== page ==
Elbowing her way between an older woman and Dean, she squeezed into the miniscule space. “So boring I almost fell asleep while sliding down the pole.”

“That would’ve ended badly.” I poured the shot.

“So, you’re off on Sunday, right?” Dean cut in, clamping his arms close to his sides as if he were afraid of touching Katie and catching something from her.

I did not like that.

Katie snickered as she curled fingers with an icy blue manicure around the shot glass. “She is off, but she ain’t going to be spending it with you unless your last name is Winchester.” She arched a brow as she checked him out, and my mouth dropped open. “And you are so obviously not Dean Winchester.”

“Excuse me?” he sputtered, his cheeks flushing red.

“What?” She shrugged tanned shoulders. “Honey, I’m just telling you in a nice way you don’t stand a chance with her.”

“Katie,” I hissed.

Dean turned to me.

“Awkward,” murmured Katie.

I shot her a look.


She pursed her lips, kissed the air, and then downed the shot of tequila in one gulp. “Remember what I told you.” She slammed the glass on the top, and the woman next to her watched her back her way out of the spot with raised brows. Katie tapped her finger off the side of her head. “You’ve already met the man you’re going to spend the rest of your life with.”

Oh dear. I so remembered her telling me that I’d already met the love of my life, basing it on the psychic powers she claimed she developed when she fell off a greased-up pole while dancing.

These kinds of things only happen to people I know.

I was highly doubtful—or at least hopeful—that I hadn’t met the love of my life yet, but that wasn’t the only thing she told me. One of the things she had told me had come true.

And it had to do with Reece.

Katie made a face at Dean’s back. “And it ain’t him. Anyway, Roxy-moxy, we still on for waffles for lunch tomorrow?” When I nodded, she wiggled her fingers. “Toodles.”

Sort of struck stupid, I watched her prance her way out of the bar. I’d known Katie for a long time, but she still managed to throw me for a loop.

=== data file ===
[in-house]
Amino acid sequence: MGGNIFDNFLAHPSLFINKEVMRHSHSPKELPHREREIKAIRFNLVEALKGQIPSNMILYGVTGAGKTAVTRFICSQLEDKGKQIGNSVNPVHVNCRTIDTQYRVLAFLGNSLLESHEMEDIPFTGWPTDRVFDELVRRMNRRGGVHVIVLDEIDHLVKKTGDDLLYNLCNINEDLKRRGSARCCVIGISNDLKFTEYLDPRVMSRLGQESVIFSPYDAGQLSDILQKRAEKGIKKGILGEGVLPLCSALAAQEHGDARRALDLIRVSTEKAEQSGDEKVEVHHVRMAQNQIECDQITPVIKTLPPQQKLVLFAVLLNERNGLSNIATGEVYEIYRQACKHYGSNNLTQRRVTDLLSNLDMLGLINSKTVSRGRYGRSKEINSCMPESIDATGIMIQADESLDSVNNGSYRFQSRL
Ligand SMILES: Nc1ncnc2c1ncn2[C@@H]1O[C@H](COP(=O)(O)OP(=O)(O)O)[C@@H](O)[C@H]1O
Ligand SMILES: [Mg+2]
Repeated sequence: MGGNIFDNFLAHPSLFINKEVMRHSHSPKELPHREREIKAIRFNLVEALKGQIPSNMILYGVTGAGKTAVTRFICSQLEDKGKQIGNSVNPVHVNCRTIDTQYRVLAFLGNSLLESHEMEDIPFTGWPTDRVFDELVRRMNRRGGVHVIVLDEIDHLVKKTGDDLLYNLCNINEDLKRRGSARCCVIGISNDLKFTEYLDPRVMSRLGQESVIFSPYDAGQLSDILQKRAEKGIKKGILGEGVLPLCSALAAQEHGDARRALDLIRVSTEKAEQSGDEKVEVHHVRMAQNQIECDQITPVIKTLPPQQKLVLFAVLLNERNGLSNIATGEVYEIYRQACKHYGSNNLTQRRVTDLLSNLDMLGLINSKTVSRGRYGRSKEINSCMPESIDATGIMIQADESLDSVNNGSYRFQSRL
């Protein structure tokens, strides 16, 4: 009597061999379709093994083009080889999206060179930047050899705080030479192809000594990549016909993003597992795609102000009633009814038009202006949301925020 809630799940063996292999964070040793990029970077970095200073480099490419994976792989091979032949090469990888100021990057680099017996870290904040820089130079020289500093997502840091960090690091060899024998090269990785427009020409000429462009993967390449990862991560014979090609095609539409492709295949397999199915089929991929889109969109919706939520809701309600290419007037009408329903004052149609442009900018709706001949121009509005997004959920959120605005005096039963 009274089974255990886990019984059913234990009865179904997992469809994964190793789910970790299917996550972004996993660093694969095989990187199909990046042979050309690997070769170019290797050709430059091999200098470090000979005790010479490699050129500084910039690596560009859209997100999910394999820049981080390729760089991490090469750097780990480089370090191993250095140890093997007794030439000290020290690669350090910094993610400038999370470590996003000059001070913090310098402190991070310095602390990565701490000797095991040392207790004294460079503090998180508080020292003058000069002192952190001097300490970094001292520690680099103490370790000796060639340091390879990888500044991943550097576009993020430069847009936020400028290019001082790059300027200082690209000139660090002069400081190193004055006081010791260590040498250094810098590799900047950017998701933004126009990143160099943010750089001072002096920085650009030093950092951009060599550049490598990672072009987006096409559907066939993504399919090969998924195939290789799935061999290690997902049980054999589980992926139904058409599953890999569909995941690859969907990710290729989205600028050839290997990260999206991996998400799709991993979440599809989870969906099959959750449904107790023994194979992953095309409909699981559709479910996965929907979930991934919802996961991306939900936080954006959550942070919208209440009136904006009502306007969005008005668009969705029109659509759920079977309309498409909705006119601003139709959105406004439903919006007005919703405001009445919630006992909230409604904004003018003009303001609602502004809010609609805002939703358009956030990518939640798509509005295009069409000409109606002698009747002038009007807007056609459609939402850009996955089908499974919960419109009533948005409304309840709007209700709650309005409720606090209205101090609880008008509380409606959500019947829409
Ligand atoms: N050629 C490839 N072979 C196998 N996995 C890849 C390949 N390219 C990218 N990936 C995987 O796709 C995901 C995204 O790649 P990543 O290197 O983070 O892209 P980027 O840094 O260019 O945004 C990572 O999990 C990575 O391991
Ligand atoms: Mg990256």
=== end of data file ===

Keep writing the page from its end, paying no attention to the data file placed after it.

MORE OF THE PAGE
“There is something wrong with that girl,” Dean said, voice razor-edged with irritation. “I don’t know how you deal with her.”

My gaze swung on him. “There’s nothing wrong with her at all.” His eyes flared with surprise. “I’m sorry, but I’m pretty busy right now.”

He did that blinking thing. “It’s okay. We’ll talk later.”

I opened my mouth to tell him that wasn’t going to happen, but he pivoted around and disappeared into the crowd. Shaking my head, I moved to the other side of the bar. I didn’t have to say a word to Nick, because he switched sides and I threw myself into filling orders. Sometime later, I glanced up and awkwardly made eye contact with Dean. After that, I didn’t see him.

The rest of the night zoomed by. We did final call, and then cleared out the bar before we cashed out tips and settled the register. Normally when Nick and I did this together, we did so with nothing but music to keep us company. Usually I’d find the most annoying song known to man and play it, but I wasn’t really feeling it tonight.

And apparently Nick was in a chatty mood. “Who was that guy who was in here talking to you?”

I shut the register door and scribbled the totals on the spreadsheet Jax had created. One day, Mona’s would grow up to be a real bar and we’d get a POS system. A girl could dream. I sighed as I faced him, leaning against the bar while he cleaned up. “He was just some guy I went out on a date with.”

“Only going to be one date?”

I shrugged. “Yeah. Not interested.”

Flipping the towel he was using over his shoulder, he walked over to me. “Is he going to be a problem?”

Both of the boys—Jax and Nick—could be a wee bit overprotective, as could Clyde. “No, he won’t be a problem. I think he got the message tonight.” I cocked my head at him. “Besides, I’m not your little sister and you’ve got to run all the boys off.”

“I don’t have a little sister.”


“I have a younger brother, though.” He placed his hands on either side of me and dipped his chin. As close as we were, I could see that his eyes were more green than brown. And holy mother of pearls, we were as close as My Little Ponies. “And Roxy, I do not see the word sister when I think of you.”

“Oh?” My glasses started to slip down my nose.

“I’d totally get with you,” he announced. Just like that. Bam. Right in my face.

My eyes widened as shock jolted through me. Never in a gazillion years had Nick shown any interest in me. “Um . . .”

His lips curled up in a half grin. “But then I couldn’t work here anymore, so that isn’t going to happen. I’d probably make an exception for you, but that’s not the main reason why I wouldn’t . . .” He moved one hand and tapped the tip of my nose. “Go there with you.”

I stared at him a moment, flattered, and . . . yeah, dumbfounded. “Thanks. I think.”

He winked and then pushed off the bar. Grabbing the towel off his shoulder, he picked up a spray cleaner and spritzed the bar top. It took a moment for my brain to start working again. I fixed my glasses.

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